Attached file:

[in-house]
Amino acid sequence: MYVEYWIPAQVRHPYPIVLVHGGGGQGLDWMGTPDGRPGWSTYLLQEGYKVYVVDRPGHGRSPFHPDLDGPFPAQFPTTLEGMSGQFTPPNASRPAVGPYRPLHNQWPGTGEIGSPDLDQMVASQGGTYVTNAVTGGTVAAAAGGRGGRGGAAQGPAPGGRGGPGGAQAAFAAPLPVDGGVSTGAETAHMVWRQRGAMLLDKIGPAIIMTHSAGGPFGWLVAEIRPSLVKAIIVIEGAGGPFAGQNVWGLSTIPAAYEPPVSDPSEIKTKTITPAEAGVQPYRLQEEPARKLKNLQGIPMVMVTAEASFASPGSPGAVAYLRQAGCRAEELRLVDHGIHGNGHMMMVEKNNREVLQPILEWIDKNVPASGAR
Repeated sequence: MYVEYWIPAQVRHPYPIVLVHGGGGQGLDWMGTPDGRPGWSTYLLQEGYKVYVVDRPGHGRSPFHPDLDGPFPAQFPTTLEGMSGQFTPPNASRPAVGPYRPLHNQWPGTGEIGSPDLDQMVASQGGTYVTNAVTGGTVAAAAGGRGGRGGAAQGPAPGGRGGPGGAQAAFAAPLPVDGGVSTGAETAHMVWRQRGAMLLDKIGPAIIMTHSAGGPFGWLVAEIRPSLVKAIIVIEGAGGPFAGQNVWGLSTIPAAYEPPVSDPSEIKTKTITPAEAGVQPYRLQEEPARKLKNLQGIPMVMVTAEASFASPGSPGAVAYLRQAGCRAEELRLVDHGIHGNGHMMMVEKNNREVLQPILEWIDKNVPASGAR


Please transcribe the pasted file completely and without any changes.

[in-house]
Amino acid sequence: MYVEYWIPAQVRHPYPIVLVHGGGGQGLDWMGTPDGRPGWSTYLLQEGYKVYVVDRPGHGRSPFHPDLDGPFPAQFPTTLEGMSGQFTPPNASRPAVGPYRPLHNQWPGTGEIGSPDLDQMVASQGGTYVTNAVTGGTVAAAAGGRGGRGGAAQGPAPGGRGGPGGAQAAFAAPLPVDGGVSTGAETAHMVWRQRGAMLLDKIGPAIIMTHSAGGPFGWLVAEIRPSLVKAIIVIEGAGGPFAGQNVWGLSTIPAAYEPPVSDPSEIKTKTITPAEAGVQPYRLQEEPARKLKNLQGIPMVMVTAEASFASPGSPGAVAYLRQAGCRAEELRLVDHGIHGNGHMMMVEKNNREVLQPILEWIDKNVPASGAR
Repeated sequence: MYVEYWIPAQVRHPYPIVLVHGGGGQGLDWMGTPDGRPGWSTYLLQEGYKVYVVDRPGHGRSPFHPDLDGPFPAQFPTTLEGMSGQFTPPNASRPAVGPYRPLHNQWPGTGEIGSPDLDQMVASQGGTYVTNAVTGGTVAAAAGGRGGRGGAAQGPAPGGRGGPGGAQAAFAAPLPVDGGVSTGAETAHMVWRQRGAMLLDKIGPAIIMTHSAGGPFGWLVAEIRPSLVKAIIVIEGAGGPFAGQNVWGLSTIPAAYEPPVSDPSEIKTKTITPAEAGVQPYRLQEEPARKLKNLQGIPMVMVTAEASFASPGSPGAVAYLRQAGCRAEELRLVDHGIHGNGHMMMVEKNNREVLQPILEWIDKNVPASGAR